With more avid road cyclists, triathletes, and even mountain bikers discovering the joys of off-road riding on a drop-bar bike than ever before, it’s important to understand the key differences between the two most popular types of dual-purpose machines: gravel bikes and cyclocross bikes. A good, simple rule of thumb to remember is that a cyclocross bike is ideally suited for, as its name implies, going fast along a cyclocross racecourse, while a gravel bike is optimized for all-day riding adventures over mixed terrain. But what exactly separates these two types of bikes in terms of yielding different riding experiences? And can’t you just have one of the two types of bikes to use for both gravel riding and cyclocross racing? Before we answer that second question, let’s break down the top five key differences between a gravel bike and a cyclocross bike.
The principal difference between a cyclocross bike and a gravel bike is found in their respective geometries. Cyclocross bikes are designed to be raced on cyclocross courses, which can often include a variety of terrains such as mud, sand, rocks, and even snow. They also include run-up sections that require racers to dismount their bike, as well as barriers that must be jumped over either by dismounting or bunny-hopping. As such, a cyclocross bike will have a higher bottom bracket height relative to a gravel bike, and even a road bike. A cyclocross bike will also have shorter chainstays and a lower stack height, both of which combine for a more aggressive riding position and significantly more agile handling than a gravel bike. This is intentional by design, because the confines of a cyclocross racecourse are incredibly tight, requiring racers to slow down rapidly, roll through a tight turn, and then accelerate up to speed quickly—a process which is repeated ad nauseum throughout multiple laps of a race.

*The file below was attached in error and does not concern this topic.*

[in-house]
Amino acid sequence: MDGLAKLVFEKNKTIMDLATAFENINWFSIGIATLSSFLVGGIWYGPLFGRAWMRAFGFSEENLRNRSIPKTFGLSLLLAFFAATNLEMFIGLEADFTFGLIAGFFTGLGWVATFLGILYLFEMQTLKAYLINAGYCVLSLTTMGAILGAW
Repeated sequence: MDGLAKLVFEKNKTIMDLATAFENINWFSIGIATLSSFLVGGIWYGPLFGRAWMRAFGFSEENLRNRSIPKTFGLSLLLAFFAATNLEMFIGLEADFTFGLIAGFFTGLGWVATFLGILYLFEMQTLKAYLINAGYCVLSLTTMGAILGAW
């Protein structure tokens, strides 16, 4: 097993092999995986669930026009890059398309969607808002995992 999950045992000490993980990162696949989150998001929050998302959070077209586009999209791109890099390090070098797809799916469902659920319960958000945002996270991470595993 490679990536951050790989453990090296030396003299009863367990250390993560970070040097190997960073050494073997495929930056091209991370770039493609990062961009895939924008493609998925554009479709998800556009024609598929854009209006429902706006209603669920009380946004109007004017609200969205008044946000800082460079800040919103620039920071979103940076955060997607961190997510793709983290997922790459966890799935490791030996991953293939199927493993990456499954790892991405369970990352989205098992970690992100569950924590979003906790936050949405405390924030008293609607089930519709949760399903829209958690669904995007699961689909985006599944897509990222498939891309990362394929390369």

Riding on open gravel roads, or even a mixture of paved and off-road surfaces, by comparison, typically doesn’t include such repetitive, tight corners and quick accelerations. Nor does this type of riding require the rider to dismount his or her bike. But it does include far more long stretches of road that will have the rider traveling at higher speeds for longer durations. As such, a gravel bike will be much more stable than a cyclocross bike, thanks to its longer wheelbase, longer chainstays, and lower bottom bracket height. And again, because gravel bikes are generally designed for versatility and comfort over the course of an all-day riding adventure, a gravel bike will generally have a taller stack height to allow for a more upright riding position.
A cyclocross race typically lasts between 30 and 90 minutes, and is ridden at very high intensity. So there’s no need for the rider to carry the supplies that one would typically take on a road ride or gravel ride. These include things like a flat tire repair kit, nutrition products, and superfluous hydration. So a cyclocross bike will eschew storage features that accommodate these items in the pursuit of a lighter chassis and added speed. It’s all about that podium position! By contrast, a gravel bike will feature plenty of storage solutions to allow its rider to carry nutrition, hydration, tools, spare tubes, and anything else the rider will need over the course of a long day in the saddle—especially if they find themselves off the beaten path. Likewise, gravel bikes will often feature mounts for racks and fenders, in order to give it some added versatility for commuting and wet-weather riding.